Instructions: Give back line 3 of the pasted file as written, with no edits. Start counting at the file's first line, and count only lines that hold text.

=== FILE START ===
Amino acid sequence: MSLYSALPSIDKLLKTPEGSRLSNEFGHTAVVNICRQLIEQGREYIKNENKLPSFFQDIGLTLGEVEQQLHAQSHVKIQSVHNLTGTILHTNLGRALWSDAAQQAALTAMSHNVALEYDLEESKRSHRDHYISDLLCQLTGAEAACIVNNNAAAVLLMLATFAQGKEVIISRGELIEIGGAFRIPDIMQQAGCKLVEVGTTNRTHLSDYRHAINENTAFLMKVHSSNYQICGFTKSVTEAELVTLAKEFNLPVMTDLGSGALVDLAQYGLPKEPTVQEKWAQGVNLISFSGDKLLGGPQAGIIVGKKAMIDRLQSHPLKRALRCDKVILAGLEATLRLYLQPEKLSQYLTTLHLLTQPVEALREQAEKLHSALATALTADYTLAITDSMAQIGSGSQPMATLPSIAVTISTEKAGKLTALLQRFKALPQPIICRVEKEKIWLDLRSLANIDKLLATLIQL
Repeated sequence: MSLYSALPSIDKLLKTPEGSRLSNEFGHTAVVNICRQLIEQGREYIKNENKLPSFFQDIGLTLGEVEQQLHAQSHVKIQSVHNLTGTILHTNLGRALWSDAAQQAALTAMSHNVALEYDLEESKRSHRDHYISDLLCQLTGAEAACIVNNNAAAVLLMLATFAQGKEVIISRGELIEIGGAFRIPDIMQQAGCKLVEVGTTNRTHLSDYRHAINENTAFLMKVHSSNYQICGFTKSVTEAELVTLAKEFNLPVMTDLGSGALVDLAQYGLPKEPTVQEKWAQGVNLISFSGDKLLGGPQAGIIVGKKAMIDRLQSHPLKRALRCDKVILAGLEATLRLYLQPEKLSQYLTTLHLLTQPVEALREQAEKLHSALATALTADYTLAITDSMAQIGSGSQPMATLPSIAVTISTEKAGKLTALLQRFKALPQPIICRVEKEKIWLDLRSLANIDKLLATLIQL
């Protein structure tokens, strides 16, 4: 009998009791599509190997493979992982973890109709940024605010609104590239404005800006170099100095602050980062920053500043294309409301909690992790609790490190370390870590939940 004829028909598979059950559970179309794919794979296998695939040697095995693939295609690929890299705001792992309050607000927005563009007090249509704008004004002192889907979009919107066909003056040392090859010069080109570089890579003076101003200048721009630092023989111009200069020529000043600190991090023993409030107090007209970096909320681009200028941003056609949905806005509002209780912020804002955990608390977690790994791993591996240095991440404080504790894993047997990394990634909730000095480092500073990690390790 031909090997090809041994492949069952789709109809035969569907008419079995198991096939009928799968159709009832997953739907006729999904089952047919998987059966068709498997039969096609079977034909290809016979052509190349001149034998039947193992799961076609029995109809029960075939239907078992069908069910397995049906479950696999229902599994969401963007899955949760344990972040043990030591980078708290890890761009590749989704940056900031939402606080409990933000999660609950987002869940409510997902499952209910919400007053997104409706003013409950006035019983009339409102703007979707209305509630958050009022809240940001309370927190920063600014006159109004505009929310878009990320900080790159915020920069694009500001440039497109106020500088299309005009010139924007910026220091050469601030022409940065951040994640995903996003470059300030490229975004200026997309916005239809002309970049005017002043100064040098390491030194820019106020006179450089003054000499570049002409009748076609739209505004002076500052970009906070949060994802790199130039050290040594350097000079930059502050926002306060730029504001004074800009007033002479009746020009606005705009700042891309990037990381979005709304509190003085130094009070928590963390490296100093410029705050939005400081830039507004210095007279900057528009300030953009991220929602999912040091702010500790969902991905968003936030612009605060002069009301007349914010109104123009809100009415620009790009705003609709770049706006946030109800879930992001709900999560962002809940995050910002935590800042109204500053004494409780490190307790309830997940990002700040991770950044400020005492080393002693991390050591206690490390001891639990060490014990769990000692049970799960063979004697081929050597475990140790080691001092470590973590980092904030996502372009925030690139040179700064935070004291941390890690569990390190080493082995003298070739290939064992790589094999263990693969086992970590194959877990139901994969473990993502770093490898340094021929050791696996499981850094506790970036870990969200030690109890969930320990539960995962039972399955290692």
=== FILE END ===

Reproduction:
């Protein structure tokens, strides 16, 4: 009998009791599509190997493979992982973890109709940024605010609104590239404005800006170099100095602050980062920053500043294309409301909690992790609790490190370390870590939940 004829028909598979059950559970179309794919794979296998695939040697095995693939295609690929890299705001792992309050607000927005563009007090249509704008004004002192889907979009919107066909003056040392090859010069080109570089890579003076101003200048721009630092023989111009200069020529000043600190991090023993409030107090007209970096909320681009200028941003056609949905806005509002209780912020804002955990608390977690790994791993591996240095991440404080504790894993047997990394990634909730000095480092500073990690390790 031909090997090809041994492949069952789709109809035969569907008419079995198991096939009928799968159709009832997953739907006729999904089952047919998987059966068709498997039969096609079977034909290809016979052509190349001149034998039947193992799961076609029995109809029960075939239907078992069908069910397995049906479950696999229902599994969401963007899955949760344990972040043990030591980078708290890890761009590749989704940056900031939402606080409990933000999660609950987002869940409510997902499952209910919400007053997104409706003013409950006035019983009339409102703007979707209305509630958050009022809240940001309370927190920063600014006159109004505009929310878009990320900080790159915020920069694009500001440039497109106020500088299309005009010139924007910026220091050469601030022409940065951040994640995903996003470059300030490229975004200026997309916005239809002309970049005017002043100064040098390491030194820019106020006179450089003054000499570049002409009748076609739209505004002076500052970009906070949060994802790199130039050290040594350097000079930059502050926002306060730029504001004074800009007033002479009746020009606005705009700042891309990037990381979005709304509190003085130094009070928590963390490296100093410029705050939005400081830039507004210095007279900057528009300030953009991220929602999912040091702010500790969902991905968003936030612009605060002069009301007349914010109104123009809100009415620009790009705003609709770049706006946030109800879930992001709900999560962002809940995050910002935590800042109204500053004494409780490190307790309830997940990002700040991770950044400020005492080393002693991390050591206690490390001891639990060490014990769990000692049970799960063979004697081929050597475990140790080691001092470590973590980092904030996502372009925030690139040179700064935070004291941390890690569990390190080493082995003298070739290939064992790589094999263990693969086992970590194959877990139901994969473990993502770093490898340094021929050791696996499981850094506790970036870990969200030690109890969930320990539960995962039972399955290692």